The idea that Germany is playing catch-up with Europeâ€™s most promising strategy for renewable energy is jarring. This is Germany, after all, the country that 11 years ago put the Green Party in government, decided to phase out nuclear power, and pushed wind energy and photovoltaics to grid scale. Today Germanyâ€™s installed wind-turbine capacity of 24 gigawatts ranks second only to that of the United States (which has 25 GW). But despite the promises, greenhouse-gas emissions there havenâ€™t plummeted. Rather, they have gone down only slightly since 2000. Germany, it seems, has lost its groove.
The result is a turnabout that would have seemed preposterous even six months ago: â€Everyone in the environmental community is looking to the U.S. now,â€ says Elias Perabo, who codirects a campaign against the use of coal for Germanyâ€™s Berlin-based Climate Alliance. IEEE Spectrum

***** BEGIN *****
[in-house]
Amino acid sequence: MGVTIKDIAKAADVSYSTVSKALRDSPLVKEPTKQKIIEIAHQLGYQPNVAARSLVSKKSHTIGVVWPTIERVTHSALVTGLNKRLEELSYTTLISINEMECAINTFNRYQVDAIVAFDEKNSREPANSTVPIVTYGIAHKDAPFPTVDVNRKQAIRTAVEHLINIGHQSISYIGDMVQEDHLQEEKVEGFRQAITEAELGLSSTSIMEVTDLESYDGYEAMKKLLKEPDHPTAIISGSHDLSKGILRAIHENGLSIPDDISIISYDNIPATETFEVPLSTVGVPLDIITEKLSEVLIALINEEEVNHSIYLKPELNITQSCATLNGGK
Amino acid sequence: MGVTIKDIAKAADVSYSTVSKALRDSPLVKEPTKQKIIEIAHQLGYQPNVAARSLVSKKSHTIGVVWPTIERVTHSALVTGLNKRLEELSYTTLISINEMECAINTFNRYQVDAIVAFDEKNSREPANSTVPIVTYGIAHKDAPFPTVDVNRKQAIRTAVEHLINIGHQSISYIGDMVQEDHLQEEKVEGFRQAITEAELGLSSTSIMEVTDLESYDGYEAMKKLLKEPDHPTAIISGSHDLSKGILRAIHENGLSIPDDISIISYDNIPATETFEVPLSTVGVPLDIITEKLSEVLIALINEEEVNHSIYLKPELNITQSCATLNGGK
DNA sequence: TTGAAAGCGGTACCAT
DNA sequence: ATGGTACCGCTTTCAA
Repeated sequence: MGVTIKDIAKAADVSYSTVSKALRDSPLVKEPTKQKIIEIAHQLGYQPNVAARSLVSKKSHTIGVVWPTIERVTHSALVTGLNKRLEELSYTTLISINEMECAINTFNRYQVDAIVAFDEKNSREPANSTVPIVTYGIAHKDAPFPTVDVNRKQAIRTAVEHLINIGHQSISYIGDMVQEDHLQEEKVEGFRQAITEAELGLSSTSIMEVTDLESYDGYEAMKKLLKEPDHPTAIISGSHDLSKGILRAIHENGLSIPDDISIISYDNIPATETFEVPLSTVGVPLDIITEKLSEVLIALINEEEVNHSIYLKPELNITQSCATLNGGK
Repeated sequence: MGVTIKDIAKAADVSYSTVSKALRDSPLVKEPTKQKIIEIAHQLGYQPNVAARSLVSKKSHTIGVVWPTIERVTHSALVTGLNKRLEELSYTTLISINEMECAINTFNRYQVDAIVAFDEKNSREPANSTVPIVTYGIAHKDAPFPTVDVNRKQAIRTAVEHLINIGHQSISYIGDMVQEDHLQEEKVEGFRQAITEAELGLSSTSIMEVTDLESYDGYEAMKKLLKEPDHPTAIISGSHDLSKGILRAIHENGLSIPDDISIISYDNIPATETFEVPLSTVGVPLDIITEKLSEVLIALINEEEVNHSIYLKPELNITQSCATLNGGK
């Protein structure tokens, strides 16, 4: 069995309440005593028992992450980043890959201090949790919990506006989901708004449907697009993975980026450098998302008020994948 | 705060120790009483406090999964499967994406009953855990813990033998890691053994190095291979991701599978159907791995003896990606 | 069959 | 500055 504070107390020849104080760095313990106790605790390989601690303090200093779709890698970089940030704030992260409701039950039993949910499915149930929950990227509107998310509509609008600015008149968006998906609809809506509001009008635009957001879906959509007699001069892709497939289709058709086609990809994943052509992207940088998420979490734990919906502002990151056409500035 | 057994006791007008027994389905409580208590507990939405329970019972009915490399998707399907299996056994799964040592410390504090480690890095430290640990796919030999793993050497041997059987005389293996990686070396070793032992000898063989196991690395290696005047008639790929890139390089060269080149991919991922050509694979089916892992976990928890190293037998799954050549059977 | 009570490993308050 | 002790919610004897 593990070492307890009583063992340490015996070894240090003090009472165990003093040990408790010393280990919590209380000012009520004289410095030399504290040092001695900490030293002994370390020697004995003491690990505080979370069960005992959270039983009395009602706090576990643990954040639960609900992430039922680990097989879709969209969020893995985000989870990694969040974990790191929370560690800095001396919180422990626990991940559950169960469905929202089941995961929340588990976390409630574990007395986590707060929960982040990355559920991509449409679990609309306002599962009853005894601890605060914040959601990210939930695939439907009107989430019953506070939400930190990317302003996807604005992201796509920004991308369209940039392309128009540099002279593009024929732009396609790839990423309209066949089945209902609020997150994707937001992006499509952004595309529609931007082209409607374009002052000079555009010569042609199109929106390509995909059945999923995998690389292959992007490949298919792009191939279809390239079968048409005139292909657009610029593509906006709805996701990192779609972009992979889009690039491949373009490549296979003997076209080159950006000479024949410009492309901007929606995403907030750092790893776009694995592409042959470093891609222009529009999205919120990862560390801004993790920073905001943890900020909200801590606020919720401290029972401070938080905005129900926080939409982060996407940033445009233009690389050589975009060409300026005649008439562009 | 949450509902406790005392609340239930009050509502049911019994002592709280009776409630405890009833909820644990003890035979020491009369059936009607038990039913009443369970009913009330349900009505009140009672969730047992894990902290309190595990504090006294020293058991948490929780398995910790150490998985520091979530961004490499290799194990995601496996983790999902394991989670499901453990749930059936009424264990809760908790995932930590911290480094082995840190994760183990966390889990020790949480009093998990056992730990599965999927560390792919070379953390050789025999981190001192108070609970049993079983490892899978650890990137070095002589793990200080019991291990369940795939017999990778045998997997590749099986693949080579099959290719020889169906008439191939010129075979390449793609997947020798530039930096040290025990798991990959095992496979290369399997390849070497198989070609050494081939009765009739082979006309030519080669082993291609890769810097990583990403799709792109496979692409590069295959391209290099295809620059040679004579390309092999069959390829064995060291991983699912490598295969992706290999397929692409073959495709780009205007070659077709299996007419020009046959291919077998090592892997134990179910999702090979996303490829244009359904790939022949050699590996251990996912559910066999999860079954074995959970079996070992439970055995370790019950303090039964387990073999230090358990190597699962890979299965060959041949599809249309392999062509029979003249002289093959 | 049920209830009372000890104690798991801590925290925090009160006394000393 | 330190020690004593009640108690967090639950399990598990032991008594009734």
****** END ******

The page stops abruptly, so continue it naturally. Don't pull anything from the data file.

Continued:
One problem is the old grid which is not capable of dealing with wind as a serious power source.Â Germany, like the US, has a legacy power grid that is designed around a few big stable power sources, but distributed energy resources (DERs) and especially sources like wind put very different stress on the system. Suddenly you need a lot of high speed, low-cost, distributed control systems – and they better be secure.